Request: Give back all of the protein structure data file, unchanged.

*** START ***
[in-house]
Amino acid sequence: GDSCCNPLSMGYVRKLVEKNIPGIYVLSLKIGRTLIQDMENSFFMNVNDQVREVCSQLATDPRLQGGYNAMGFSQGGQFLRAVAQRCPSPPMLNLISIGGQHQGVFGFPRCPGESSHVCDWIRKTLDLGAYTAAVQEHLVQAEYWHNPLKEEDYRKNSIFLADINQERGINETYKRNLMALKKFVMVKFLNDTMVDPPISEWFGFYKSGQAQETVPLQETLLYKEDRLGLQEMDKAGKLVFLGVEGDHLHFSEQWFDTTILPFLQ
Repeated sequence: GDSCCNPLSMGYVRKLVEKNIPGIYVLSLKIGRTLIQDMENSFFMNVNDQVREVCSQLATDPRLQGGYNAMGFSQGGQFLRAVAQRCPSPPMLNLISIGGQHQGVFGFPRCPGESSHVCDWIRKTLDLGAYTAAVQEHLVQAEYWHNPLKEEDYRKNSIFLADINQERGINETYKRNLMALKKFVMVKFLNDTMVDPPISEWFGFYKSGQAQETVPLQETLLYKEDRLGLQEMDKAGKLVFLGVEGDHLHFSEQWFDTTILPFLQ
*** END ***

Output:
[in-house]
Amino acid sequence: GDSCCNPLSMGYVRKLVEKNIPGIYVLSLKIGRTLIQDMENSFFMNVNDQVREVCSQLATDPRLQGGYNAMGFSQGGQFLRAVAQRCPSPPMLNLISIGGQHQGVFGFPRCPGESSHVCDWIRKTLDLGAYTAAVQEHLVQAEYWHNPLKEEDYRKNSIFLADINQERGINETYKRNLMALKKFVMVKFLNDTMVDPPISEWFGFYKSGQAQETVPLQETLLYKEDRLGLQEMDKAGKLVFLGVEGDHLHFSEQWFDTTILPFLQ
Repeated sequence: GDSCCNPLSMGYVRKLVEKNIPGIYVLSLKIGRTLIQDMENSFFMNVNDQVREVCSQLATDPRLQGGYNAMGFSQGGQFLRAVAQRCPSPPMLNLISIGGQHQGVFGFPRCPGESSHVCDWIRKTLDLGAYTAAVQEHLVQAEYWHNPLKEEDYRKNSIFLADINQERGINETYKRNLMALKKFVMVKFLNDTMVDPPISEWFGFYKSGQAQETVPLQETLLYKEDRLGLQEMDKAGKLVFLGVEGDHLHFSEQWFDTTILPFLQ